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  • A Short Guide to Traveling with Pets

    by Emily Bergquist

    Traveling with your pets is no easy task. We actually advise you against it unless it’s strictly necessary! Your best option is to organize a pet sitter or leave them with friends and family. But sometimes you have to bring them along, so what should you do? Keep reading!

    We’ll provide you with a ton of tips on how to make your trip as safe and stress-free as possible.

    Golden retriever sticks head out window of car with view of mountains behind

    Before You Travel

    The first thing you should do before traveling with pets is to ensure they are 100% healthy. We suggest you take them to the veterinarian for a full health checkup — our motto is safety first! 

    If your vet okays your trip, then you’re ready to start making travel plans. Here’s what you should do:

    1. Make sure your pet has an ID tag on their collar.
    2. Consider microchipping your furry friend with your contact information for extra peace of mind.
    3. Prep a folder with your pet’s health certificate and all their most important medical documents. You can download and keep your pet’s medical records organized through Pawprint. Double-check if your destination country or state has any other specific requirements. If you’re traveling from, to, or within the United States, check the official recommendations of the US Department of Agriculture.
    4. Get your pet a high-quality carrier. You may want to check the travel requirements of the airlines you regularly use before buying!

    All prepped, it’s time to:

    Setting off With Your Pets

    Right before leaving, always play with your animals and tire them out! 

    A tired animal will be far more likely to relax and sleep through the initial part of the journey, which is often the most stressful.

    We’ve broken down the rest of our tips by transportation type, so scroll down to find the relevant one!

    Black, white, and tab colored dog runs with tongue out and is captured in side mirror of a car.

    By Car

    • If possible, use a car that your pet is already familiar with — it’ll relax them!
    • Place your pet’s travel carrier in the back seat and buckle them up.
    • Don’t let your pet wander around freely in the car.
    • You may get the urge to hold your pet in your lap or in your arms as you travel — DON’T!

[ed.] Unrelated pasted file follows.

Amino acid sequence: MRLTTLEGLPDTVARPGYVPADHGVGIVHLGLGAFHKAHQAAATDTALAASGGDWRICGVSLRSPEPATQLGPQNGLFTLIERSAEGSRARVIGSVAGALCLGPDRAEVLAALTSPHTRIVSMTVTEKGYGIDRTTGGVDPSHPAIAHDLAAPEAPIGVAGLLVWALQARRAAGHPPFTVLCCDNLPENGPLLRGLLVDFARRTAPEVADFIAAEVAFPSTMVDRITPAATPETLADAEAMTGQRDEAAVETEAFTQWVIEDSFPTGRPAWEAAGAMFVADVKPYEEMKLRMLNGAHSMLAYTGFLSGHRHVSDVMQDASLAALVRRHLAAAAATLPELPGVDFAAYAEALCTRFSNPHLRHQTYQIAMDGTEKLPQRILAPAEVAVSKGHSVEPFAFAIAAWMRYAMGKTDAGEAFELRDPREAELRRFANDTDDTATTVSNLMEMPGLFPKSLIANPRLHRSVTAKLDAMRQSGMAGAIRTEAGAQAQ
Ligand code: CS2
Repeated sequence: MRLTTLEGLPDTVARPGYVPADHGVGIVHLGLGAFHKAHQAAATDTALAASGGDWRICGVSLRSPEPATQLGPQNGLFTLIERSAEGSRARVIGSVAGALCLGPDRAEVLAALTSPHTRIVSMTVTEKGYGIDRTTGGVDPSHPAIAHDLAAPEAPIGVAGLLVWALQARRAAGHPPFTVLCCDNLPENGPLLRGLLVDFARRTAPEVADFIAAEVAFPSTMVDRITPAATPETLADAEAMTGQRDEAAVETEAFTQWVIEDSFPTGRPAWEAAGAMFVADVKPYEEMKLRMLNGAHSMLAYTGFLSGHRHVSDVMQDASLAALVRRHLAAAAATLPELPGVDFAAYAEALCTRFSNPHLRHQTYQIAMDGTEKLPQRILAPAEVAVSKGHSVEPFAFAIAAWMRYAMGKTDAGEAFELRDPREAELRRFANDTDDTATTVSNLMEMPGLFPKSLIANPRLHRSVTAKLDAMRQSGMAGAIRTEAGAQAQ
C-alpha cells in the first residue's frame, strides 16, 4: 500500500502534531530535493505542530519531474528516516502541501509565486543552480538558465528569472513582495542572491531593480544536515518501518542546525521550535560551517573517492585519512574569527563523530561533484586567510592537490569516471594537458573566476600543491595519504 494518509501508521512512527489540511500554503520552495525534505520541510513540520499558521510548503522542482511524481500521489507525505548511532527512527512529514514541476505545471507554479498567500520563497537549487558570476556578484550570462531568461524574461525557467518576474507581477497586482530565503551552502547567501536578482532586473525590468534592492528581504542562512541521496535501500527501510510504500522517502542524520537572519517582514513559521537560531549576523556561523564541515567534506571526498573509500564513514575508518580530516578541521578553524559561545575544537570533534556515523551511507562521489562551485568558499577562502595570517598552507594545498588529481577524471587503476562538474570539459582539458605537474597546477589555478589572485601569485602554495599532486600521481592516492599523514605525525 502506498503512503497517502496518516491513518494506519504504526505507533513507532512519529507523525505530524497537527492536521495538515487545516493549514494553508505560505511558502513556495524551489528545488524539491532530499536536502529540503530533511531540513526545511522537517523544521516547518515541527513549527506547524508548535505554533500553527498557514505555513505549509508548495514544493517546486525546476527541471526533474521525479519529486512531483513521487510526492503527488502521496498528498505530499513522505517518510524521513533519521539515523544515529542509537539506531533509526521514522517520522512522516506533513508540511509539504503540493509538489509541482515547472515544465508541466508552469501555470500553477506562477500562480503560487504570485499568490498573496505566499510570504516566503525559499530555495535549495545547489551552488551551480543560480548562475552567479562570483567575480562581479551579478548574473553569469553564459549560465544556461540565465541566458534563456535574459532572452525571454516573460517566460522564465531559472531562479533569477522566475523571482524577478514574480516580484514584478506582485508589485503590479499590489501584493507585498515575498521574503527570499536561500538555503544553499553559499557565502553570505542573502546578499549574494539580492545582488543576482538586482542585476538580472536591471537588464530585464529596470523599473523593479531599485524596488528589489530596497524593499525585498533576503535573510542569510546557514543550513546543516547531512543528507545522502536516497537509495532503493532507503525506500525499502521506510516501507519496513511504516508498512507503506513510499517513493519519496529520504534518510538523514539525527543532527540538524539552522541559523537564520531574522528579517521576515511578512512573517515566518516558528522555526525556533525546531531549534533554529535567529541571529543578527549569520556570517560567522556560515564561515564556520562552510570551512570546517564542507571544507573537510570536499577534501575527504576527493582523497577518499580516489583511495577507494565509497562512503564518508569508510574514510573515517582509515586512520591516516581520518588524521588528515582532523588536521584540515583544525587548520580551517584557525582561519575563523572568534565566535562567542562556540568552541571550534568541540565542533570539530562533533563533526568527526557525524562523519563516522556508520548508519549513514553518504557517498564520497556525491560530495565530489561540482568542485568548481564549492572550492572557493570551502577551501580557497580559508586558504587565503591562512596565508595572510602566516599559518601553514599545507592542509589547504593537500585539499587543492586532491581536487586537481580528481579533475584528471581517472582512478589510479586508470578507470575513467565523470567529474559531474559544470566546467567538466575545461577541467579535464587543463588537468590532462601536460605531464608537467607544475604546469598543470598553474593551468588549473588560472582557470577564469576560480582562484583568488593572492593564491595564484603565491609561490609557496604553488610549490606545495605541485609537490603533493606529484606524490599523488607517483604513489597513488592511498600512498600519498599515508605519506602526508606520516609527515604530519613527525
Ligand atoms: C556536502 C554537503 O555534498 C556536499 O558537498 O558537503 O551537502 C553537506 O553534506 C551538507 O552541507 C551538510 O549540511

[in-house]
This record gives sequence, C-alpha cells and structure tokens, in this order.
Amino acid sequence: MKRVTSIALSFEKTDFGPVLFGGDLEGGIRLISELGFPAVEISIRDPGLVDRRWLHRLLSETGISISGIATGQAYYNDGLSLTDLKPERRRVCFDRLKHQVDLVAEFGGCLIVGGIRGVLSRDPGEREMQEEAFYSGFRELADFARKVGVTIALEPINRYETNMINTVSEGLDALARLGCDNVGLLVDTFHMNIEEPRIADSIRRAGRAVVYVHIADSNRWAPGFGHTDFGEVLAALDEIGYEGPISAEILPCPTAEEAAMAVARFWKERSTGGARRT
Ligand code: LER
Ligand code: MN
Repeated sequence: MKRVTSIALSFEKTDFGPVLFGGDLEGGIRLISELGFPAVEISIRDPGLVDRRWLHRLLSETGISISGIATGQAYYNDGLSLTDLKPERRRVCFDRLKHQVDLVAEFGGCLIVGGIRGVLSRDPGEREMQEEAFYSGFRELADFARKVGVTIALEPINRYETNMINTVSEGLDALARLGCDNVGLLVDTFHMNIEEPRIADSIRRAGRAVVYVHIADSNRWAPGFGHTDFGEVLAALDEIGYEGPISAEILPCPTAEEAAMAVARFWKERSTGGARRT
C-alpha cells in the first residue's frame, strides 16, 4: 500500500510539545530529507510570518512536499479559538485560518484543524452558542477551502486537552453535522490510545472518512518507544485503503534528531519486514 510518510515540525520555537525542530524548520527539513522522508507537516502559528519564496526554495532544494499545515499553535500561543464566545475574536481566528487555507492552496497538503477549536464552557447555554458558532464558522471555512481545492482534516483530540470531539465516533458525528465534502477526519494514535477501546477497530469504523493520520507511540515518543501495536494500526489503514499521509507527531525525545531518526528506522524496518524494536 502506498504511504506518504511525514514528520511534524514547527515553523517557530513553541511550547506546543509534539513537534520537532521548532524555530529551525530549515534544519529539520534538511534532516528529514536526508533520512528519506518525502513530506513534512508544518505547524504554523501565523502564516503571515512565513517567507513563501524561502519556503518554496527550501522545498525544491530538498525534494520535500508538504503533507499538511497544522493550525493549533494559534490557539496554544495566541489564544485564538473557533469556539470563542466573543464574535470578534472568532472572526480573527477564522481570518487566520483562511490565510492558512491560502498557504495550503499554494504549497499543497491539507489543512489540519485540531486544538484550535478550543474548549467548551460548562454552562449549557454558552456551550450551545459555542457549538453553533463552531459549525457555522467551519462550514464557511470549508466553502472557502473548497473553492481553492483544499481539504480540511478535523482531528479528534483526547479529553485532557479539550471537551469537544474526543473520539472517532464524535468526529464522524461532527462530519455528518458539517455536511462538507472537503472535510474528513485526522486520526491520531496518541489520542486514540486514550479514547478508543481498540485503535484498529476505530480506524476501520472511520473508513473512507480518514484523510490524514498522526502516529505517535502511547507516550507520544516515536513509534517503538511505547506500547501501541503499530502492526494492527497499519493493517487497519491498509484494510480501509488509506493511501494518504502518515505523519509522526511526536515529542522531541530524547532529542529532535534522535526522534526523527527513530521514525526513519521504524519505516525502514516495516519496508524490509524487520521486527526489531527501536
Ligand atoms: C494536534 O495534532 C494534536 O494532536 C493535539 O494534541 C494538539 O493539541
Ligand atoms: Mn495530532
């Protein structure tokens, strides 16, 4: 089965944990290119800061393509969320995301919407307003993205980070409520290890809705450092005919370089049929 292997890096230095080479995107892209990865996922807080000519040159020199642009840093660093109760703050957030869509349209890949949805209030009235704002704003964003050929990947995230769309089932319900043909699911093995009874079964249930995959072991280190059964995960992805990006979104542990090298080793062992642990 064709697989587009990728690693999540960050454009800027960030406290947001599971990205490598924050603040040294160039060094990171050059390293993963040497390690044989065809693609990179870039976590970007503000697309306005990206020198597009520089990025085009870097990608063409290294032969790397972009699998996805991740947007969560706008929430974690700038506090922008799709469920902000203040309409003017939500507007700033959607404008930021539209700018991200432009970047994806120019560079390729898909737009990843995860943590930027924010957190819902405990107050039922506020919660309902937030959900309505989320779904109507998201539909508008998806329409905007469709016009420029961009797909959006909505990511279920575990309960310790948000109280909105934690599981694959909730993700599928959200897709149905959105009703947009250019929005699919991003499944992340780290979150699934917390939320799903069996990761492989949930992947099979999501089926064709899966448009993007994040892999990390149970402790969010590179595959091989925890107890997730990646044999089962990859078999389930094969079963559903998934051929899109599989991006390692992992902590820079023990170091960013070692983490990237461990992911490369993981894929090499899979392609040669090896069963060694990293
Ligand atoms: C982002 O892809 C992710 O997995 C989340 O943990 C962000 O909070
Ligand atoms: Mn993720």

• Keep your pet fully inside of the car at all times — a dog hanging out of a moving vehicle might look adorable, but it’s very dangerous!
    • Take plenty of rest stops.
    • Never leave your animals alone in the car.

    By Plane (in the Cabin)

    • Take a non-stop flight if available.
    • Avoid flying if you have cats and dogs with a ‘snub-nose’ (i.e., a bulldog or a Persian cat).
    • Book your pet’s spot with your airline as early as possible as spaces are limited.
    • Pick a midweek flight at an inconvenient time (and avoid holidays).
    • Head to the airport’s pet relief station for a well-deserved play and bathroom break.
    • Never place your pet in the overhead bin. Either put them down under the seat in front of you or in a designated area (if available on your airline).
    • Give your pet an ice cube or a bit of water during takeoff to help unpop clogged ears.
    • Try out the ThunderShirt, or a calming aid supplement  if your dog or cat suffers from anxiety.

    By Plane (in the Cargo Hold)

    • We do not recommend traveling with pets in the plane’s cargo, and you should only pick this option if you have no other choice!
    • Avoid traveling when it’s too cold or too hot, as dogs and cats may suffer a thermal shock.
    • If possible, take a non-stop flight, and if it’s not, minimize the number of airlines you use to reduce the risk of your pet getting mishandled or lost.
    • Get a sturdy dog crate large enough for your pet to comfortably turn around in.
    • Clearly label your pet’s crate with a large ‘live animal‘ sticker and your contact information.
    • Put ice cubes in the crate’s water bowl, so your pet doesn’t get wet during takeoff but can still stay hydrated during the flight.
    • Travel on the same plane as your pet and ask the gate agent to notify you or the cabin crew once your pet is safely in the cargo hold.

    By Train

    • Make sure your chosen train services allow pets (most do in Europe and the United States).
    • Always keep your pet safely in their carrier while traveling on a train.
    • Split your journey up by stopping often at various intermediate stations. 
    Two black Shepherds stand in wheat field with tongues out smiling at camera

    Final Thoughts on Traveling with Pets

    Traveling with pets is never easy, and as we suggested earlier it should only be considered if absolutely necessary. 

    If you can’t avoid taking your pet with you, then carrying out a good amount of research and being prepared will make the whole process much less stressful for both you and your furry friend!

    About the Author

    Donna is the owner and lead author over at littlefurrypets.com. “Our aim is to provide our readers with an extensive online resource for all aspects of pet care and ownership, and have a little fun along the way!”

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